Thursday, November 01, 2007

53's On The High Seas

Big box stores will now be able to ship their goods to the United State in bigger boxes.

APL said that it will begin offering shippers the option to move cargo in 53-foot containers, a move it says could "make a significant difference to the economics of transpacific trade."

The Singapore-based carrier said it will take delivery of what it called the "world's first ocean-capable 53-foot boxes" on Nov. 7. It said the reinforced boxes are 200 pounds heavier and have stronger corner posts than domestic 53-foot boxes.

The boxes will be available to shippers using APL's premier weekly South China to Los Angeles service. The company plans to also look at deploying them elsewhere.

"Our objective is to move big-box economics farther back in the supply chain to the point where products are manufactured in Asia," said Ron Widdows, chief executive officer of APL. "We're responding to customers who want new levels of efficiency in their containerized trade."

While 20- and 40-foot containers are the most common size box used by container carriers, APL and other carriers also offer a variety of other size boxes, including 45-foot and 48-foot ocean containers.

Fifty-three-foot containers, which are the same size as domestic trailers pulled by 18-wheelers, are widely used domestically.

Trailer Bridge, a company that provides container service between the U.S. and Puerto Rico, has used 53-foot containers in its service for a decade.

Importers commonly ship cargo to the U.S. West Coast in 20, 40 or 45-foot boxes, then transload cargo into 53-foot containers or trailers at U.S. ports for truck or rail transport to the final destination in order to take advantage economies of scale of moving freight in bigger boxes.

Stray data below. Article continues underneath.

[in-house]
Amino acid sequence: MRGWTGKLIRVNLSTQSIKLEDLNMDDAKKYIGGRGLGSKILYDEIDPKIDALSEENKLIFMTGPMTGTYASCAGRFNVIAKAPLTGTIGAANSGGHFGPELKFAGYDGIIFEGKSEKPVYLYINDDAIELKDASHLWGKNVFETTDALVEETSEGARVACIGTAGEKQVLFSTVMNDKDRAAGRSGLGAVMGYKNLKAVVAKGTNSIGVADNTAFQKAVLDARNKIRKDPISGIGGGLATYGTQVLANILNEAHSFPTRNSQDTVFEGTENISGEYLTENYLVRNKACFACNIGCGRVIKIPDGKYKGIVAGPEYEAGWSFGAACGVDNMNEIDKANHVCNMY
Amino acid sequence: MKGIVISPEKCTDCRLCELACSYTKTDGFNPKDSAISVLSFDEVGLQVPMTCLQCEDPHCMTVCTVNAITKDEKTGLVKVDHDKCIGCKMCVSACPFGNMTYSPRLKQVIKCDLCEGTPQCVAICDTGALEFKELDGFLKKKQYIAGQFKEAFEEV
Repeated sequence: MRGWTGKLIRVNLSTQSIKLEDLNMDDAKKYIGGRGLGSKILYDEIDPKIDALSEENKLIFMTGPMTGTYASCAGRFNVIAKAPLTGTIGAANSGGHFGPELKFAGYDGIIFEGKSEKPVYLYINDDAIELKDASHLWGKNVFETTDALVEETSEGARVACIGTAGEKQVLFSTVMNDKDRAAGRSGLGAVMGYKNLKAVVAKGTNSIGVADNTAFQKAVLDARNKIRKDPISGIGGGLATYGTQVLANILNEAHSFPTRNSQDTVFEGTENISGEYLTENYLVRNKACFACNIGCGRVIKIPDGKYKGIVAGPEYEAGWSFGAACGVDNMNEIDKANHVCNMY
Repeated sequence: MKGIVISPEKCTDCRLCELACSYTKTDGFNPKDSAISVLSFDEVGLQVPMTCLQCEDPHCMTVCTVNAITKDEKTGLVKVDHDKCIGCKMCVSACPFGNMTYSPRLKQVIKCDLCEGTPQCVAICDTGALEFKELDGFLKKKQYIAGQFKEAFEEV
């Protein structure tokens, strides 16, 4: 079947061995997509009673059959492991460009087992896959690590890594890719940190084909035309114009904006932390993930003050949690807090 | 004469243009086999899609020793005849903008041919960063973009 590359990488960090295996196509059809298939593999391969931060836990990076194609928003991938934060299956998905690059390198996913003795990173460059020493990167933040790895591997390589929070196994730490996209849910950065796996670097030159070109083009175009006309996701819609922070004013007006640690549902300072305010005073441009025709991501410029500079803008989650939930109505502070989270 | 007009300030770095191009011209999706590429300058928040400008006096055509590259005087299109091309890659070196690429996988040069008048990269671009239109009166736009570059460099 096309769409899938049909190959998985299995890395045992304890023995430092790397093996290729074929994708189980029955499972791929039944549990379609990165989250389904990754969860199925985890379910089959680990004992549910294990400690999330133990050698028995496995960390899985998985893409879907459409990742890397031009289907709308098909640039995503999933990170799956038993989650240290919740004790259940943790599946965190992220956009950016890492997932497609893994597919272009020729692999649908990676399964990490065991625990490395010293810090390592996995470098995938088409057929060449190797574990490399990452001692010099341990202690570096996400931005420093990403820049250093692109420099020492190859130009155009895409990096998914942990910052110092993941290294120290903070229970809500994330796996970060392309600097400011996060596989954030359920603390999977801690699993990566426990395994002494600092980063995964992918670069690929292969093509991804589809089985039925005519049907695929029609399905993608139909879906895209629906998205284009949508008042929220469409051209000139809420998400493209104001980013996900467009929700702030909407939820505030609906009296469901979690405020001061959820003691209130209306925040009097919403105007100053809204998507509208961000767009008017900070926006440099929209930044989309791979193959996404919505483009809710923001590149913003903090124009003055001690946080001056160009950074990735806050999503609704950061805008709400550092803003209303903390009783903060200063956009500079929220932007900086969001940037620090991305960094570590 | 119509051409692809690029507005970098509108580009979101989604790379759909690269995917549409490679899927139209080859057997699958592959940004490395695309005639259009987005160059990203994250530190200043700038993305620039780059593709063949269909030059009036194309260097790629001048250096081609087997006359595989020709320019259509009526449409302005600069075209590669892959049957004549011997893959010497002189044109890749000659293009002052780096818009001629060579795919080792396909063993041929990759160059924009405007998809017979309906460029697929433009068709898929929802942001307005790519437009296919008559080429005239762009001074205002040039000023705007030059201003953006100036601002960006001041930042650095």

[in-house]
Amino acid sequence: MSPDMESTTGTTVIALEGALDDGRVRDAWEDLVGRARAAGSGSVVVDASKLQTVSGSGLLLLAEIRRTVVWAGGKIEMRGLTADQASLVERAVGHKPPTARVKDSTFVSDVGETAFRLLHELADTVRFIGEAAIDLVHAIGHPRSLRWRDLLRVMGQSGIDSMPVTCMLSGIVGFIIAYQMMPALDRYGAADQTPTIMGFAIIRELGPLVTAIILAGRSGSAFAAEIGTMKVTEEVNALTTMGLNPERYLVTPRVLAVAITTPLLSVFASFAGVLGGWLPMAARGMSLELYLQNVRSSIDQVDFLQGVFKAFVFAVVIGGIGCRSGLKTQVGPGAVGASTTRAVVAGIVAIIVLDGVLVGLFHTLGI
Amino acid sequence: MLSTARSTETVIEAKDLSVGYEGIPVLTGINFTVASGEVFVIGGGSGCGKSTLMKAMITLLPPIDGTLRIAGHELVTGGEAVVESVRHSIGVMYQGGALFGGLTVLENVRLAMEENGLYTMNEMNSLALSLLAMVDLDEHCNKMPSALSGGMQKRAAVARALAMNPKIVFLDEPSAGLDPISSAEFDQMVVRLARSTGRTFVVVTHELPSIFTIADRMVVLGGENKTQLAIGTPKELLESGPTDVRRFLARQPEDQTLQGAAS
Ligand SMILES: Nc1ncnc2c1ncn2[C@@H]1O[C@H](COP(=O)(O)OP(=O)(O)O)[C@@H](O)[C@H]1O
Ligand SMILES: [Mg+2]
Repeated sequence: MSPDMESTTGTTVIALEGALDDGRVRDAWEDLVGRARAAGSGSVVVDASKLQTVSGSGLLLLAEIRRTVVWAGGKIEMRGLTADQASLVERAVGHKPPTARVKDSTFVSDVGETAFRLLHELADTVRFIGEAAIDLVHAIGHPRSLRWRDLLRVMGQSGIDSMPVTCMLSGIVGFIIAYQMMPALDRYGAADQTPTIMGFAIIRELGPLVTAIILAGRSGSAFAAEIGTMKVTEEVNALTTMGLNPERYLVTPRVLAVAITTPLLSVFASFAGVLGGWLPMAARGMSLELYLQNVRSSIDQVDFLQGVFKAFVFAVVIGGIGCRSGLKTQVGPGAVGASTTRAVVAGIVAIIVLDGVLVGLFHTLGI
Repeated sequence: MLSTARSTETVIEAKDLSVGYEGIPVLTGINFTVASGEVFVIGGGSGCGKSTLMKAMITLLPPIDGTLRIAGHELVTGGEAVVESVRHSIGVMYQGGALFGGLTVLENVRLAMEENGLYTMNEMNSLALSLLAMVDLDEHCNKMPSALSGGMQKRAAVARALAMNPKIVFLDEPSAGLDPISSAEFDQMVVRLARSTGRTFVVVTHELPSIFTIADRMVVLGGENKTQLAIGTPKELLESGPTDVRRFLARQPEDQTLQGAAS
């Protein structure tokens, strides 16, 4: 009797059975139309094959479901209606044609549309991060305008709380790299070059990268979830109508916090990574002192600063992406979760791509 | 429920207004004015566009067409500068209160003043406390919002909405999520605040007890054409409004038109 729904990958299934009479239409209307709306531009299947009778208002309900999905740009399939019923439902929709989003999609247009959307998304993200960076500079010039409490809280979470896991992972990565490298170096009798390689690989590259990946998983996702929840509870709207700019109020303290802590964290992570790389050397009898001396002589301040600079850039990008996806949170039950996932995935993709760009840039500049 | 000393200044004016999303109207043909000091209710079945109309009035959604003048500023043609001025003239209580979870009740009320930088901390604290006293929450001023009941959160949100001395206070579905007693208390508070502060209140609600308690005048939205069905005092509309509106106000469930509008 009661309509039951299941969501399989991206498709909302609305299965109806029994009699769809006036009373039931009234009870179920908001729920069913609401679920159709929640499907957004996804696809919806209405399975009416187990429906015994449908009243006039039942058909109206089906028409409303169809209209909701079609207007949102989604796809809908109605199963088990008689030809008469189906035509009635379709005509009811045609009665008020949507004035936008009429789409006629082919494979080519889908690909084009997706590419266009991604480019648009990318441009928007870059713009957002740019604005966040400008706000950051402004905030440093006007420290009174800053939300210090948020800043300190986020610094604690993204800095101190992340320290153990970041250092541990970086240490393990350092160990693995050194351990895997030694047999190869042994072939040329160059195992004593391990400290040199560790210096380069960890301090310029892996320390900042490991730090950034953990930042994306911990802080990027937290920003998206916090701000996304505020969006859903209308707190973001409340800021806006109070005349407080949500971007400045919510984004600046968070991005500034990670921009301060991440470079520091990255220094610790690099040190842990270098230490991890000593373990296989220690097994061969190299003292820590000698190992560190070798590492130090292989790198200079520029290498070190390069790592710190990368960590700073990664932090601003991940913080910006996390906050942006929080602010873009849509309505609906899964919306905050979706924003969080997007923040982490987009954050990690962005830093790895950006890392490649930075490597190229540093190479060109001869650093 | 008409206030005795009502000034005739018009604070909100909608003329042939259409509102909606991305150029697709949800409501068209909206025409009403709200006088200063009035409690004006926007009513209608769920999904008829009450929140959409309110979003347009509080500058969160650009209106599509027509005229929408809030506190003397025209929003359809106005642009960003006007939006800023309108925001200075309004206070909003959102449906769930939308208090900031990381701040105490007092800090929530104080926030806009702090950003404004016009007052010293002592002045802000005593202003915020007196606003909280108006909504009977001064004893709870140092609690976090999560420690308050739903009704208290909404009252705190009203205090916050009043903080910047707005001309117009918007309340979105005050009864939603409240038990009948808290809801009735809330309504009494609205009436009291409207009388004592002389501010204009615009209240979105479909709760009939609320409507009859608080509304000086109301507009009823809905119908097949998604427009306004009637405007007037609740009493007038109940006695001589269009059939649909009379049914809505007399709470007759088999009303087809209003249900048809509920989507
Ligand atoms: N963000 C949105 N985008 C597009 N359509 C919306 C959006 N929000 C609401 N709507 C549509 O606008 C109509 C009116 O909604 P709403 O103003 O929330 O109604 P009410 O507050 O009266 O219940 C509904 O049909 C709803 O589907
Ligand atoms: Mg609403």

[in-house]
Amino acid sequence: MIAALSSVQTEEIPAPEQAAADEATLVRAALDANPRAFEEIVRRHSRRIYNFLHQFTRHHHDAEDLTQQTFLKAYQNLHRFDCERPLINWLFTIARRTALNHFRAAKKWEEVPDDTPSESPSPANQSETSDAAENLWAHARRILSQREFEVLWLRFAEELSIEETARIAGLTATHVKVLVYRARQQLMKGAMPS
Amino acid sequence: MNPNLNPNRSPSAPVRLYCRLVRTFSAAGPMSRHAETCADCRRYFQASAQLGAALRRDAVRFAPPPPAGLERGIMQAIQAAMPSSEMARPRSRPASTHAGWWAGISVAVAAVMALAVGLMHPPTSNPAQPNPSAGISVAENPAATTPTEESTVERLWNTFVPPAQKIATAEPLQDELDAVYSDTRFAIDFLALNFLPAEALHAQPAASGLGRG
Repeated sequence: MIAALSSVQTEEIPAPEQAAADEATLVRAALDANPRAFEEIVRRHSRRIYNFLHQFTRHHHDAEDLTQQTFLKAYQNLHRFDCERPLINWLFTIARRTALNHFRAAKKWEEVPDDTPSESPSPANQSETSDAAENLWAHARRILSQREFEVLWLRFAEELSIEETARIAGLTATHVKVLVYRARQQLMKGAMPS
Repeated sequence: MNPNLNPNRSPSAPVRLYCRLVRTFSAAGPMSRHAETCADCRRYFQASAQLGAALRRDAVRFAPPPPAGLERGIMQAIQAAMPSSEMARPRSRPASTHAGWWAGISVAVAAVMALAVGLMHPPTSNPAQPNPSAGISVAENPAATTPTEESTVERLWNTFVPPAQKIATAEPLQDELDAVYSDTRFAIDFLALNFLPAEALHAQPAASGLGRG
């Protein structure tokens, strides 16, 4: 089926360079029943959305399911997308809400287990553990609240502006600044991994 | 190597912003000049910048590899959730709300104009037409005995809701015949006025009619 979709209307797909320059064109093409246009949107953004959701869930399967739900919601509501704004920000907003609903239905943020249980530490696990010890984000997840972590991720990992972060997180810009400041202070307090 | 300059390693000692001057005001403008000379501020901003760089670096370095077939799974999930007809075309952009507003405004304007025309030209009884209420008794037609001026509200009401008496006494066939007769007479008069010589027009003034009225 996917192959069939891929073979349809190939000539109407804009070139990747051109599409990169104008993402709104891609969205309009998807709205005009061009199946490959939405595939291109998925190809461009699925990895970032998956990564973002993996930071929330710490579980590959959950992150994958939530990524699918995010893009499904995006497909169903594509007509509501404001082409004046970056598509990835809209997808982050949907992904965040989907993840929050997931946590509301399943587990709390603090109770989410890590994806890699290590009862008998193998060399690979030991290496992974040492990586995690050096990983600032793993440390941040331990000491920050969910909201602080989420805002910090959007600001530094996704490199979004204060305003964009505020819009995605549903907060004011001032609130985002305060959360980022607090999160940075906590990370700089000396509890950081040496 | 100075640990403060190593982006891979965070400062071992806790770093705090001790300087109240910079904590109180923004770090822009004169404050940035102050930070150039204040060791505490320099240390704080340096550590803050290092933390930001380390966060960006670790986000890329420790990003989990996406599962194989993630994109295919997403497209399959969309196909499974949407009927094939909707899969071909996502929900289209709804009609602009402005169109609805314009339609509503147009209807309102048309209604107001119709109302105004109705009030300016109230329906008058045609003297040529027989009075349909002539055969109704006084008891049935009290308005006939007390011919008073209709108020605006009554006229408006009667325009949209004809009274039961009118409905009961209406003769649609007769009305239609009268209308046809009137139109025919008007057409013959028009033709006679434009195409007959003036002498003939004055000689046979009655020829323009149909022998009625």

A 53-foot box has 60 percent more capacity than a standard 40-foot container, and at nine feet, six inches high and 102 inches wide, are six inches wider than standard boxes. Two 53-foot boxes will hold about the same amount of cargo as three 40 foot containers.

Because more cargo can be moved by fewer trucks, APL said 53-foot boxes could reduce transportation costs, road congestion and pollution.

It predicted they "could become the transport method of choice for customers moving cargo to inland U.S. destinations," allowing cargo to be transported in the same container from Asian factory to U.S. stores without transloading.

APL's press release included laudatory comments about the larger boxes from executives at retailer Toys ‘R’ Us and New Balance, the athletic shoemaker.

The benefits touted by APL were familiar to John McCown, chief executive officer of the Puerto Rico carrier Trailer Bridge.

His company began using 53-foot containers in regularly scheduled ocean service to Puerto Rico in 1998, and since then "fundamentally all of our liner freight has moved in 53s and our customers have experienced the various benefits that come with these superior units."

Trailer Bridge has 3,800 53-foot boxes in service, and McCown said they've been specially designed for ocean use. The company also instituted regular service using 53-foot containers to and from the Dominican Republic earlier this year.


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